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Marines ignore Taliban cash crop to not upset Afghan locals
Marines in Poppies 5819910
U.S. Marines, from the 24th Marine Expeditionary Unit, patrols through a poppy field near the town of Garmser in Helmand Province of Afghanistan Thursday May 1, 2008. - photo by Associated Press
    GARMSER, Afghanistan — The Marines of Bravo Company’s 1st Platoon sleep beside a grove of poppies. Troops in the 2nd Platoon playfully swat at the heavy opium bulbs while walking through the fields. Afghan laborers scraping the plant’s gooey resin smile and wave.
    Last week, the 24th Marine Expeditionary Unit moved into southern Helmand province, the world’s largest opium poppy-growing region, and now find themselves surrounded by green fields of the illegal plants that produce the main ingredient of heroin.
    The Taliban, whose fighters are exchanging daily fire with the Marines in Garmser, derives up to $100 million a year from the poppy harvest by taxing farmers and charging safe passage fees — money that will buy weapons for use against U.S., NATO and Afghan troops.
    Yet the Marines are not destroying the plants. In fact, they are reassuring villagers the poppies won’t be touched. American commanders say the Marines would only alienate people and drive them to take up arms if they eliminated the impoverished Afghans’ only source of income.
    Many Marines in the field are scratching their heads over the situation.
    ‘‘It’s kind of weird. We’re coming over here to fight the Taliban. We see this. We know it’s bad. But at the same time we know it’s the only way locals can make money,’’ said 1st Lt. Adam Lynch, 27, of Barnstable, Mass.
    The Marines’ battalion commander, Lt. Col. Anthony Henderson, said in an interview Tuesday that the poppy crop ‘‘will come and go’’ and that his troops can’t focus on it when Taliban fighters around Garmser are ‘‘terrorizing the people.’’
    ‘‘I think by focusing on the Taliban, the poppies will go away,’’ said Henderson, a 41-year-old from Washington, D.C. He said once the militant fighters are forced out, the Afghan government can move in and offer alternatives.
    An expert on Afghanistan’s drug trade, Barnett Rubin, complained that the Marines are being put in such a situation by a ‘‘one-dimensional’’ military policy that fails to integrate political and economic considerations into long-range planning.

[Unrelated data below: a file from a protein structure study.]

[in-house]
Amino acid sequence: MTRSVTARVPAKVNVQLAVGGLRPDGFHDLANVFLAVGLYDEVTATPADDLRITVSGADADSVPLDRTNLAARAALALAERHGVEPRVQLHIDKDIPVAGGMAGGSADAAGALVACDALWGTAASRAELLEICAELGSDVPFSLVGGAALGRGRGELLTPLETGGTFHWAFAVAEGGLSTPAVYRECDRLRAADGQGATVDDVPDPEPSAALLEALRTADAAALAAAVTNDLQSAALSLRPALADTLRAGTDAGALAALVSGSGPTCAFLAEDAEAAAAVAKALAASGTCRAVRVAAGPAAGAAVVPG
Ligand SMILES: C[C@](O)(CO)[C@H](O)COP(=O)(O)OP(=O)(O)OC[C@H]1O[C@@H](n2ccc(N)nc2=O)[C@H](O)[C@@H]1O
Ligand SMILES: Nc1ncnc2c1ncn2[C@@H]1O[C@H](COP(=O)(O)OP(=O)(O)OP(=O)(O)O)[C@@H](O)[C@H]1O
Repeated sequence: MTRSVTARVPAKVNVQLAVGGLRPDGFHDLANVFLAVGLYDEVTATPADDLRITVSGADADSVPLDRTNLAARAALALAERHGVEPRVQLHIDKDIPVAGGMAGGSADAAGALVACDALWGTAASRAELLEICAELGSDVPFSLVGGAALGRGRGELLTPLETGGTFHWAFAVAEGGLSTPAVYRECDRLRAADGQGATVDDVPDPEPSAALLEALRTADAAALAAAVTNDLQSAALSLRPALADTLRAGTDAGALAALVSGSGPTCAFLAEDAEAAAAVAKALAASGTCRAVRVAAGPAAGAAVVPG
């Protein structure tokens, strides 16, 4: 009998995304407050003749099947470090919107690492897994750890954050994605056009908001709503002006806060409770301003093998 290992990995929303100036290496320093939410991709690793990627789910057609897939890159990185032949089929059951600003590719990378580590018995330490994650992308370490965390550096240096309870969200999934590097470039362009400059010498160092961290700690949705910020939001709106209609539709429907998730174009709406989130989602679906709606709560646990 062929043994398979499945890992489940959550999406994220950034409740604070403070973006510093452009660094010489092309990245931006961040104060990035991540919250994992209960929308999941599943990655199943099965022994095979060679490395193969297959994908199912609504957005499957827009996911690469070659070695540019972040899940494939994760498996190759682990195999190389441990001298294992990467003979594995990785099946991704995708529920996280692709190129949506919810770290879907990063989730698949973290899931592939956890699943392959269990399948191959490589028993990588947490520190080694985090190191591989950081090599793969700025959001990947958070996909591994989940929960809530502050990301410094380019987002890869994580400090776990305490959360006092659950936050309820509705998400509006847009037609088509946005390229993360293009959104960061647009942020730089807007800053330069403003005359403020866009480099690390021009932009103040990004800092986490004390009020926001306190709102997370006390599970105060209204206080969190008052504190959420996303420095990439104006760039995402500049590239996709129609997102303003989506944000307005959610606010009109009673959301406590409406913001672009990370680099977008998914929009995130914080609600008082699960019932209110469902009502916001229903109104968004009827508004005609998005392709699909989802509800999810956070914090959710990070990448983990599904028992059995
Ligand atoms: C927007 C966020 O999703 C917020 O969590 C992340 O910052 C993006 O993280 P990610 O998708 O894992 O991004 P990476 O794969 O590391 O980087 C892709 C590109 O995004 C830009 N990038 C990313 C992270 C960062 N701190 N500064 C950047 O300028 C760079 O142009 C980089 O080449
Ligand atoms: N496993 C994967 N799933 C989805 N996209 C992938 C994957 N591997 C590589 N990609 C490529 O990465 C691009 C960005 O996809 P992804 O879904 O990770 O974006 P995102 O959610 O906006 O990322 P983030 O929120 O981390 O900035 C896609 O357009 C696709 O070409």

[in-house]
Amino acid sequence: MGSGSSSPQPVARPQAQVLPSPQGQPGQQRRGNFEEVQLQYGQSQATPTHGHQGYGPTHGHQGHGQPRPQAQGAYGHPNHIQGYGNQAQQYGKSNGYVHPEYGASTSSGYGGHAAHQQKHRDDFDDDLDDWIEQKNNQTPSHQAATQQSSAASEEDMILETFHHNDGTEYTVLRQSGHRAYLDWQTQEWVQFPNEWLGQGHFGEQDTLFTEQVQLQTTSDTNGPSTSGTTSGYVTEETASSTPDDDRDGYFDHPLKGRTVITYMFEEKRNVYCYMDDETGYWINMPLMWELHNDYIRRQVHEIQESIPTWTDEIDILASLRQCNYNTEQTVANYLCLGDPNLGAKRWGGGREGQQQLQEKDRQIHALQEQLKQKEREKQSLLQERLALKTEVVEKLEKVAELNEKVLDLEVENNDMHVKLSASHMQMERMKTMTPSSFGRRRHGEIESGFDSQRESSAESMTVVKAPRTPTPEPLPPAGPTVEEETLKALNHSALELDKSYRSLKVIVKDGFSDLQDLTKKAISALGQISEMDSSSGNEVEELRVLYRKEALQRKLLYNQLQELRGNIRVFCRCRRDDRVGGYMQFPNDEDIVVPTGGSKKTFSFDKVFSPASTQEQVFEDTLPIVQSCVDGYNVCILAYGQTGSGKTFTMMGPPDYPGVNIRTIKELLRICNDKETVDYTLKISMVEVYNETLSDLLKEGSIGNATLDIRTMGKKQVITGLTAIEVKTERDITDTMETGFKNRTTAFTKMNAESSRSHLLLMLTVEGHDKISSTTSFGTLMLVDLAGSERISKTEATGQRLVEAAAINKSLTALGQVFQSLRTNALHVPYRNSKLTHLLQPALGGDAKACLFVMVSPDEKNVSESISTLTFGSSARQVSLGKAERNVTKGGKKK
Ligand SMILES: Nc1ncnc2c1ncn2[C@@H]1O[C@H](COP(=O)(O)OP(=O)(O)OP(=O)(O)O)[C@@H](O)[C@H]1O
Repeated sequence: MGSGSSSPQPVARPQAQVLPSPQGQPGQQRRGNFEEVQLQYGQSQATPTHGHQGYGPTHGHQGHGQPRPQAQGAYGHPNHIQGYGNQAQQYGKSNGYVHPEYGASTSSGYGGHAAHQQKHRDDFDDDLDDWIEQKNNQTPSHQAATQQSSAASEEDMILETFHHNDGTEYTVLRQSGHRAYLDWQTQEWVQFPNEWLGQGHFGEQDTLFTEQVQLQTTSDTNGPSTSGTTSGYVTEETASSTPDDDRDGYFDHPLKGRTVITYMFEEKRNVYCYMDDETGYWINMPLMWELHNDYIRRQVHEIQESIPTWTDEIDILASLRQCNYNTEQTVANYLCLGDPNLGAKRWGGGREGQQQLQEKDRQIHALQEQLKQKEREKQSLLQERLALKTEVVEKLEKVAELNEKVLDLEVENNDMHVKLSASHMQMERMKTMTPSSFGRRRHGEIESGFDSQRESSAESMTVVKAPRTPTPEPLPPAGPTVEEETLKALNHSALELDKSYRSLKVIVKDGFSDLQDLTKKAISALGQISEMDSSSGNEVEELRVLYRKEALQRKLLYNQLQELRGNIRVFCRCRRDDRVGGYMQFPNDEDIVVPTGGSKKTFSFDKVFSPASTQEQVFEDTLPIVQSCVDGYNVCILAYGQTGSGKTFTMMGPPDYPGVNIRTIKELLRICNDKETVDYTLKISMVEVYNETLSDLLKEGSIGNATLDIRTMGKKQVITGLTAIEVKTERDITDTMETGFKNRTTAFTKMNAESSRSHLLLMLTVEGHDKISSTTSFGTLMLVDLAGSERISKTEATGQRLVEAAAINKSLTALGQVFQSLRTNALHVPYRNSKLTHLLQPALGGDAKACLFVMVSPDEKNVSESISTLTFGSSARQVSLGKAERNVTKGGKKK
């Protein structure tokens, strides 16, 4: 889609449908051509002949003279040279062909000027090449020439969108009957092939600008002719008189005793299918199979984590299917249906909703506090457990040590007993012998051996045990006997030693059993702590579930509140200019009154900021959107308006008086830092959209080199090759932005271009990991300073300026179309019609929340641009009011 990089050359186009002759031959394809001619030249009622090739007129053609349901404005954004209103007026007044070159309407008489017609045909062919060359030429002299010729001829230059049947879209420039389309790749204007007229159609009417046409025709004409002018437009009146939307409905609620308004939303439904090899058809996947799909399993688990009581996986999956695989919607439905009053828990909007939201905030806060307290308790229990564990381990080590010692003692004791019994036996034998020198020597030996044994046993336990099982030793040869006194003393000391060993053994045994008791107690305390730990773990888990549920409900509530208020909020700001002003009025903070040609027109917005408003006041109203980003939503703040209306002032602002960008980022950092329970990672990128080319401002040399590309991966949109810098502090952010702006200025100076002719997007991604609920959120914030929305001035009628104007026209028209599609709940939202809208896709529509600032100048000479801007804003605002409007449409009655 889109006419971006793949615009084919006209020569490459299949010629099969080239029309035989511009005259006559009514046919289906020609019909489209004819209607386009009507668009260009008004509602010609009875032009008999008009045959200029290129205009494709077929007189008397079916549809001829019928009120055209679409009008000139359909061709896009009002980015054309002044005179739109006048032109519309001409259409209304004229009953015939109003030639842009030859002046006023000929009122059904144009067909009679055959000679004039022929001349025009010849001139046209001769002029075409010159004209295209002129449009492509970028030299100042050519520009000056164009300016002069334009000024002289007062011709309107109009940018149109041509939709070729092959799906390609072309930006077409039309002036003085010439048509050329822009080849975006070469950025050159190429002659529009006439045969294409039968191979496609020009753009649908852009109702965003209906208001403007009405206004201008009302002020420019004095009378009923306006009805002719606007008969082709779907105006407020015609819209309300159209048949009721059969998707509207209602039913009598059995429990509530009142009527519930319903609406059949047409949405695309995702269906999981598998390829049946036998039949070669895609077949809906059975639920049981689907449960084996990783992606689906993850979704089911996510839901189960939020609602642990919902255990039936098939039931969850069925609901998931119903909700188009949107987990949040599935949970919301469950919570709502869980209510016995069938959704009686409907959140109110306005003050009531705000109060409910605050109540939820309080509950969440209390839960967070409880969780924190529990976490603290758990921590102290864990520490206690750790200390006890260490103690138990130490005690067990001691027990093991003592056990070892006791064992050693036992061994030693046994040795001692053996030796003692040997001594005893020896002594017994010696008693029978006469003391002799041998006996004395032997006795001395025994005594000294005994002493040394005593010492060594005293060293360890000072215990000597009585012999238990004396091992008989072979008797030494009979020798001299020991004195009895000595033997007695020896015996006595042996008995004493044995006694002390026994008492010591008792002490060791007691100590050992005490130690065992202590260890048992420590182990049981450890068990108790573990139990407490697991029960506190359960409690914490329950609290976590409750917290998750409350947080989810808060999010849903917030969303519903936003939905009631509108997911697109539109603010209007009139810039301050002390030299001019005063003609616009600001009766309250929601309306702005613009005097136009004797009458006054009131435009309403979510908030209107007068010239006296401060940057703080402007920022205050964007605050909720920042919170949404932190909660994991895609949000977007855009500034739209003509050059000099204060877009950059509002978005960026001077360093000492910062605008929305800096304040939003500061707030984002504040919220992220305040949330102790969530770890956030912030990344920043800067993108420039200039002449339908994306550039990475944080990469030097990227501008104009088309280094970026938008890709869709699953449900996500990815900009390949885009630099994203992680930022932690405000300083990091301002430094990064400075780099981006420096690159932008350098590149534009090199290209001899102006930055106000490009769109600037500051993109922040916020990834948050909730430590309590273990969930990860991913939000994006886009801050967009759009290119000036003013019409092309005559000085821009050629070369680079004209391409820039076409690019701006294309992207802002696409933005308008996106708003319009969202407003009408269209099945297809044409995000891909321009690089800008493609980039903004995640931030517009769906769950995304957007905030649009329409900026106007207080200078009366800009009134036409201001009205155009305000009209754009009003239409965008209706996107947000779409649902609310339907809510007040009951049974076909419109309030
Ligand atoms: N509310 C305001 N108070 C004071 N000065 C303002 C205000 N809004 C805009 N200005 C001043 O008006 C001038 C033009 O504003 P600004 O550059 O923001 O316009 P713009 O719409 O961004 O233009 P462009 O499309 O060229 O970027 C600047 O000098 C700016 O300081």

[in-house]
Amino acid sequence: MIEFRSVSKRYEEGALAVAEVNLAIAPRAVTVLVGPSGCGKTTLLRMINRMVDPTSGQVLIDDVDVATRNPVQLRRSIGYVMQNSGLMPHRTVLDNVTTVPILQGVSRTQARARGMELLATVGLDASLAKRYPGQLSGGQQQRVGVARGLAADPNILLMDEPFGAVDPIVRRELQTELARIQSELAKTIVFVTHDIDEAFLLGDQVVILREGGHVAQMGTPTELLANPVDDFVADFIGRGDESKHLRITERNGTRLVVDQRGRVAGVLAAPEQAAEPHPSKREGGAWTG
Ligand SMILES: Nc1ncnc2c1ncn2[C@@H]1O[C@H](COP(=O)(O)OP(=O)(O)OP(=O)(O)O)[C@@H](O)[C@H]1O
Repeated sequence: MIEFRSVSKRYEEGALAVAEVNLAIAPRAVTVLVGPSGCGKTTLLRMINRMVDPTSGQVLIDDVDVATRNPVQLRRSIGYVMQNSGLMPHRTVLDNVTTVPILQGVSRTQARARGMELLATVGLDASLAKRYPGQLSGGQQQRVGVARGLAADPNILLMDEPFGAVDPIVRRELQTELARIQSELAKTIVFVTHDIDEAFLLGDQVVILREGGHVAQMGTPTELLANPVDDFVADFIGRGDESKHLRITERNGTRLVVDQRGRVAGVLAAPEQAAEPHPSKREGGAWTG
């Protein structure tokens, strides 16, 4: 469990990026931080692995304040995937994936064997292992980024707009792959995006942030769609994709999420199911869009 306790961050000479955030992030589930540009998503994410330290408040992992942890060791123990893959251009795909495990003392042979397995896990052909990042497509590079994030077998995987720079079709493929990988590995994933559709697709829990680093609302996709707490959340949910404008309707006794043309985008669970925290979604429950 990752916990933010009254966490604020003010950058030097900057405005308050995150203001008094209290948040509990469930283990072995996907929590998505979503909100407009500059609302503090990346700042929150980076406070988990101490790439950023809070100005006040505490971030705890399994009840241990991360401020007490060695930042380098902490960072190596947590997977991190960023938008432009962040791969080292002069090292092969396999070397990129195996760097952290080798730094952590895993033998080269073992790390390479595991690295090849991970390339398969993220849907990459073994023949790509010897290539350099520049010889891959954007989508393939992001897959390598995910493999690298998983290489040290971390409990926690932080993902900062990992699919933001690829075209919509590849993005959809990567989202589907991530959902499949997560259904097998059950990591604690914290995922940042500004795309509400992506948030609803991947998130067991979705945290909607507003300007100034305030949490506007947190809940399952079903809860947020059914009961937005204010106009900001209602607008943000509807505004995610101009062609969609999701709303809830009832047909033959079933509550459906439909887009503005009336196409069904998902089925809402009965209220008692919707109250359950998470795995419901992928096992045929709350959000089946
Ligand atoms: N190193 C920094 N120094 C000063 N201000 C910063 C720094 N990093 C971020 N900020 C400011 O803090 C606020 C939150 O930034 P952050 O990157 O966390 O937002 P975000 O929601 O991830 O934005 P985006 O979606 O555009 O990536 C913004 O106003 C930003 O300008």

‘‘All we hear is, not enough troops, send more troops,’’ said Rubin, a professor at New York University. ‘‘Then you send in troops with no capacity for assistance, no capacity for development, no capacity for aid, no capacity for governance.’’
    Most of the 33,000 U.S. troops in Afghanistan operate in the east, where the poppy problem is not as great. But the 2,400-strong 24th Marines, have taken the field in this southern growing region during harvest season.
    In the poppy fields 100 feet from the 2nd Platoon’s headquarters, three Afghan brothers scraped opium resin over the weekend. The youngest, 23-year-old Sardar, said his family would earn little money from the harvest.
    ‘‘We receive money from the shopkeepers, then they will sell it,’’ said Sardar, who was afraid to give his last name. ‘‘We don’t have enough money to buy flour for our families. The smugglers make the money,’’ added Sardar, who worked alongside his 11-year-old son just 20 yards from a Marine guard post, its guns pointed across the field.
    Afghanistan supplies some 93 percent of the world’s opium used to make heroin, and the Taliban militants earn up to $100 million from the drug trade, the United Nations estimates. The export value of this harvest was $4 billion — more than a third of the country’s combined gross domestic product.
    Though they aren’t eradicating poppies, the Marines presence could still have a positive effect. Henderson said the drug supply lines have been disrupted at a crucial point in the harvest. And Marine commanders are debating staying in Garmser longer than originally planned.
    Second Lt. Mark Greenlief, 24, a Monmouth, Ill., native who commands the 2nd Platoon, said he originally wanted to make a helicopter landing zone in Sardar’s field. ‘‘But as you can see that would ruin their poppy field, and we didn’t want to ruin their livelihood.’’
    Sardar ‘‘basically said, ’This is my livelihood, I have to do what I can to protect that,’’’ said Greenlief. ‘‘I told him we’re not here to eradicate.’’
    The Taliban told Garmser residents that the Marines were moving in to eradicate, hoping to encourage the villagers to rise up against the Americans, said 2nd Lt. Brandon Barrett, 25, of Marion, Ind., commander of the 1st Platoon.
    In the next field over from Sardar’s, Khan Mohammad, an Afghan born in Helmand province who lives in Pakistan and came to work the fields, said he makes only $2 a day. He said the work is dangerous now that Taliban militants are shooting at the U.S. positions.
    ‘‘We’re stuck in the middle,’’ he said. ‘‘If we go over there those guys will fire at us. If we come here, we’re in danger, too, but we have to work,’’ said the 54-year-old Mohammad, who supports a family of 10.
    An even older laborer, his back bent by years of work, came over and told the small gathering of Afghans, Marines and journalists that the laborers had to get back to work ‘‘or the boss will get mad at us.’’
    Staff Sgt. Jeremy Stover, whose platoon is sleeping beside a poppy crop planted in the interior courtyard of a mud-walled compound, said the Marines’ mission is to get rid of the ‘‘bad guys,’’ and ‘‘the locals aren’t the bad guys.’’
    ‘‘Poppy fields in Afghanistan are the cornfields of Ohio,’’ said Stover, 28, of Marion, Ohio. ‘‘When we got here they were asking us if it’s OK to harvest poppy and we said, ’Yeah, just don’t use an AK-47.’’’

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